Further testing is needed before it can be used in a clinical setting. The next step is to analyze liver biopsies, with the ultimate goal of using blood samples to predict risk and stage liver cancer, said Feng.

Hepatocellular carcinoma (HCC) is the cancer with the second highest mortality rate worldwide [1]. It is generally associated with risk factors such alcohol consumption and aflatoxin B1 exposition [2]. HCC occurrence is still rising even in developed countries where it is linked with obesity, diabetes, and hepatitis B and C virus (HBV and HCV) infection [3].

The poor survival rate of HCC patients (1 and 5-year survival rate of 44% and 17%, respectively [4]) is partly due to limited treatments options and their unsatisfactory efficacy. Liver transplantation or chirurgical resection of the tumor are the only curative treatments [5]. However, since HCC diagnosis is generally tardive, more than 80% of patients are not eligible and chemoembolization or drugs have to be used.

Nonetheless, these treatments have limited efficacy at advanced tumor stages [6]. Hence, early diagnosis of patients for hepatocellular carcinoma is crucial.

HCC screening is generally made by imagery techniques, such as ultrasound or computed tomography (limited to tumor bigger than 1 cm), or by assessing the alpha-fetoprotein (AFP) serum levels [78]. AFP is a glycoprotein produced by fetal yolk sac and liver, and its concentration decreases rapidly after birth. Some conditions, like pregnancy or cancer, can generate high AFP levels in serum [9].

AFP level can give information about HCC since it is positively correlated with HBV infection, tumor size, low cellular differentiation, and reaches the highest level in the case of metastatic tumor [1012]. However, its low expression in early stage cancers makes it a poor biomarker for large-scale HCC screening, especially since 30% of patients with HCC continuously have normal AFP levels [13].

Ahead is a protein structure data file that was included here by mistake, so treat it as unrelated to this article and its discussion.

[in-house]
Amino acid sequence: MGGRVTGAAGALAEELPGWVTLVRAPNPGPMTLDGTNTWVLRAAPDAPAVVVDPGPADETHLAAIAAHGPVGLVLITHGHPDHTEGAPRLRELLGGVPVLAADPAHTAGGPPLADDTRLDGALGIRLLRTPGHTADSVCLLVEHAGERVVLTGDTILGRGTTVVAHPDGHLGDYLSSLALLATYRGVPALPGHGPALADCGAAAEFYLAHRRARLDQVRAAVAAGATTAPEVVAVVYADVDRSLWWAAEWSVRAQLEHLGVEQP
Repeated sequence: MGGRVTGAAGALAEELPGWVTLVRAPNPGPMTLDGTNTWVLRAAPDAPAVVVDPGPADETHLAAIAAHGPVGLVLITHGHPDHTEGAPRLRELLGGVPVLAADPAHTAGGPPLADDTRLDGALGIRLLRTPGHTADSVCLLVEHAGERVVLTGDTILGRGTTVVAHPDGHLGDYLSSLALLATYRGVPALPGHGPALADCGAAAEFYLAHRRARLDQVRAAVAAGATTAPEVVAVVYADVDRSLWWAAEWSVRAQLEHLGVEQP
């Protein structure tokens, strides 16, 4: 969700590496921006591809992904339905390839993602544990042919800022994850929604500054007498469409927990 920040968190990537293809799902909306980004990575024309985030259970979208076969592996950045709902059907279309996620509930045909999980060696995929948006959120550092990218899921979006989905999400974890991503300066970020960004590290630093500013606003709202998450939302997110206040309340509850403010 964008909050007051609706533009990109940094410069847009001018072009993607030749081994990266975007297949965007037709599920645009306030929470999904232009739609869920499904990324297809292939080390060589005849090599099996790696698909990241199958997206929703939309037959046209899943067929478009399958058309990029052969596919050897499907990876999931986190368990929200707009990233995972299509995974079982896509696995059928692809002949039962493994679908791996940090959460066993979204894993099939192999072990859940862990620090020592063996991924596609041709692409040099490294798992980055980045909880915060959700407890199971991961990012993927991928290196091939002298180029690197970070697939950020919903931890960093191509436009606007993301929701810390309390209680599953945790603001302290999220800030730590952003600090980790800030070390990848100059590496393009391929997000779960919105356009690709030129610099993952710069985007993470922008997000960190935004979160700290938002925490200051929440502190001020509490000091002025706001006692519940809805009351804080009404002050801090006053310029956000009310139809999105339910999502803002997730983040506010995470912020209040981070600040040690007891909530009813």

Other pathologies such as cirrhosis and stomach cancer also have elevated AFP levels which contribute to the relative non-specificity for HCC detection [14]. This leads to sensitivity levels which vary from 55% to 61%, and specificity levels of 78% to 91% when a 20 ng/mL level cut-off is used for HCC screening [15].

The low sensibility and high false-positive rates of AFP as marker therefore justify the identification of better biomarkers for HCC screening. The development of new technologies, notably in genomics, allows characterization of molecular events involved in carcinogenesis, including mRNA expression levels in tissue samples.

The Cancer Genome Atlas (TCGA) research network recently overviewed HCC and normal liver tissues data obtained from multiple genomic platforms. They identified important characteristics of HCC such as significantly mutated genes (e.g. CTNNB1A, TP53, TERT promoter), different promoter methylation profiles (hypermethylation of CDKN2A which causes gene silencing), and key pathways affected in HCC (WNT, SHH, RTK/KRAS, chromatin remodeling and metabolic programming) [3].

In the current large-scale study, RNA sequencing data from the TCGA were used to identify differentially expressed genes in more than 200 HCC tissues. Our study primarily focuses on members of the cytochrome P450 family in order to find potential biomarkers.


Advances in genomic technologies have allowed the characterization of molecular events occurring during carcinogenesis, such as mRNA expression dysregulation, which could potentially lead to the identification of new biomarkers. In the case of HCC, differential gene expression levels of various CYP450s have previously been reported [2326].